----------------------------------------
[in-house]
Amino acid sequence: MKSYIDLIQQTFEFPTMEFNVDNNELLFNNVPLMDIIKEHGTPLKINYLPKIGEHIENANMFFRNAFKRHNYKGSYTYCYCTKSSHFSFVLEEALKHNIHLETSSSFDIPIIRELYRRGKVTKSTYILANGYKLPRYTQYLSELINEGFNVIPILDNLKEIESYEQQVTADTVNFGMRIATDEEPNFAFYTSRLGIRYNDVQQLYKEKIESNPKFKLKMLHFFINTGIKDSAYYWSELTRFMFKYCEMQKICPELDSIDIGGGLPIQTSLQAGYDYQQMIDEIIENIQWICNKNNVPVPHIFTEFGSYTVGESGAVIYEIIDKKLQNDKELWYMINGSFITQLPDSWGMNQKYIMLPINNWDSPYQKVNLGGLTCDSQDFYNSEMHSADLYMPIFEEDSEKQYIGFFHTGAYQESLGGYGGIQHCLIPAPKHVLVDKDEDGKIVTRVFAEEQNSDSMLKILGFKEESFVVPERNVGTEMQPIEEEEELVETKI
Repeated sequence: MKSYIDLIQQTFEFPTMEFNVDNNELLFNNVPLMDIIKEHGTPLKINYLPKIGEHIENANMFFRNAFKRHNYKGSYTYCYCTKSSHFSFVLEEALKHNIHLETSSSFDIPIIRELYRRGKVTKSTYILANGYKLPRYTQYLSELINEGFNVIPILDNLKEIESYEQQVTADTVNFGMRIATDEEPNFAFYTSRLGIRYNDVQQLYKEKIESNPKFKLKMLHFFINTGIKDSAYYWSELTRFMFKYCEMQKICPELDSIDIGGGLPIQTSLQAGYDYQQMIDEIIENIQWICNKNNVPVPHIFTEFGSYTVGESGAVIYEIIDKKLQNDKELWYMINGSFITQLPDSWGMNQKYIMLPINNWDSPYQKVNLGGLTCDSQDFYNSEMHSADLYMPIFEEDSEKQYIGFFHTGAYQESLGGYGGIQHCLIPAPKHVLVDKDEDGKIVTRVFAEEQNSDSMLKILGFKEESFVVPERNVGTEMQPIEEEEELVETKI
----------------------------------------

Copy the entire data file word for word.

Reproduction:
[in-house]
Amino acid sequence: MKSYIDLIQQTFEFPTMEFNVDNNELLFNNVPLMDIIKEHGTPLKINYLPKIGEHIENANMFFRNAFKRHNYKGSYTYCYCTKSSHFSFVLEEALKHNIHLETSSSFDIPIIRELYRRGKVTKSTYILANGYKLPRYTQYLSELINEGFNVIPILDNLKEIESYEQQVTADTVNFGMRIATDEEPNFAFYTSRLGIRYNDVQQLYKEKIESNPKFKLKMLHFFINTGIKDSAYYWSELTRFMFKYCEMQKICPELDSIDIGGGLPIQTSLQAGYDYQQMIDEIIENIQWICNKNNVPVPHIFTEFGSYTVGESGAVIYEIIDKKLQNDKELWYMINGSFITQLPDSWGMNQKYIMLPINNWDSPYQKVNLGGLTCDSQDFYNSEMHSADLYMPIFEEDSEKQYIGFFHTGAYQESLGGYGGIQHCLIPAPKHVLVDKDEDGKIVTRVFAEEQNSDSMLKILGFKEESFVVPERNVGTEMQPIEEEEELVETKI
Repeated sequence: MKSYIDLIQQTFEFPTMEFNVDNNELLFNNVPLMDIIKEHGTPLKINYLPKIGEHIENANMFFRNAFKRHNYKGSYTYCYCTKSSHFSFVLEEALKHNIHLETSSSFDIPIIRELYRRGKVTKSTYILANGYKLPRYTQYLSELINEGFNVIPILDNLKEIESYEQQVTADTVNFGMRIATDEEPNFAFYTSRLGIRYNDVQQLYKEKIESNPKFKLKMLHFFINTGIKDSAYYWSELTRFMFKYCEMQKICPELDSIDIGGGLPIQTSLQAGYDYQQMIDEIIENIQWICNKNNVPVPHIFTEFGSYTVGESGAVIYEIIDKKLQNDKELWYMINGSFITQLPDSWGMNQKYIMLPINNWDSPYQKVNLGGLTCDSQDFYNSEMHSADLYMPIFEEDSEKQYIGFFHTGAYQESLGGYGGIQHCLIPAPKHVLVDKDEDGKIVTRVFAEEQNSDSMLKILGFKEESFVVPERNVGTEMQPIEEEEELVETKI